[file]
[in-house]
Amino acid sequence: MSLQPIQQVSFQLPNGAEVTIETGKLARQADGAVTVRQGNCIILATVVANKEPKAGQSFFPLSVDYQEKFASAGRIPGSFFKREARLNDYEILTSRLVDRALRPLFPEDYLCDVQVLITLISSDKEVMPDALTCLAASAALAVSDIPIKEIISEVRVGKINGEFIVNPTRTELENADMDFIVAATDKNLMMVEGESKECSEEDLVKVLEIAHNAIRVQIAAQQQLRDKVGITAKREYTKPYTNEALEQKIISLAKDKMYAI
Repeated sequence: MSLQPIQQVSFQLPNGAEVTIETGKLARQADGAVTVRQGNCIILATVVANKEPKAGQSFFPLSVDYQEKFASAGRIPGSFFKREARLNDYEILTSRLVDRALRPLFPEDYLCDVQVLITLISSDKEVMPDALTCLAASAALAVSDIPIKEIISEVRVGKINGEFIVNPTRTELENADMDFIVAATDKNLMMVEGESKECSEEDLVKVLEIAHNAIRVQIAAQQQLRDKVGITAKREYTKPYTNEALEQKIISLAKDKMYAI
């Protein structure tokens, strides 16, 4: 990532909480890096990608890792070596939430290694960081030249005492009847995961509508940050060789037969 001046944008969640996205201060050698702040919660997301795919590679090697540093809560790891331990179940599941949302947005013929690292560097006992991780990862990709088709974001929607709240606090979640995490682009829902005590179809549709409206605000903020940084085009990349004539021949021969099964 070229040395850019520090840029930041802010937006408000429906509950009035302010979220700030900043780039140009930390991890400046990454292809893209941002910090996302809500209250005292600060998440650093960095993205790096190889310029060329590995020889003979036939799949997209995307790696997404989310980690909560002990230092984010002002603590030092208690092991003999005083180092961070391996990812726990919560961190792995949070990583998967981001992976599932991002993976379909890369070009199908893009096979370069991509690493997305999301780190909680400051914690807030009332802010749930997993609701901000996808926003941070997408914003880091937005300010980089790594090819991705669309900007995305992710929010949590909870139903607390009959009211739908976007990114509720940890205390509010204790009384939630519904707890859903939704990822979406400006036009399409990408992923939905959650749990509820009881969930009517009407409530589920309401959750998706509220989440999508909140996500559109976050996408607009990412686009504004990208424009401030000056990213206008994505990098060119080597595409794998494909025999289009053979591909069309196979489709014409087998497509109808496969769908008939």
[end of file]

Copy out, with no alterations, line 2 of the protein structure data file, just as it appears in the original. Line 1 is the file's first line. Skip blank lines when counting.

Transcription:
Amino acid sequence: MSLQPIQQVSFQLPNGAEVTIETGKLARQADGAVTVRQGNCIILATVVANKEPKAGQSFFPLSVDYQEKFASAGRIPGSFFKREARLNDYEILTSRLVDRALRPLFPEDYLCDVQVLITLISSDKEVMPDALTCLAASAALAVSDIPIKEIISEVRVGKINGEFIVNPTRTELENADMDFIVAATDKNLMMVEGESKECSEEDLVKVLEIAHNAIRVQIAAQQQLRDKVGITAKREYTKPYTNEALEQKIISLAKDKMYAI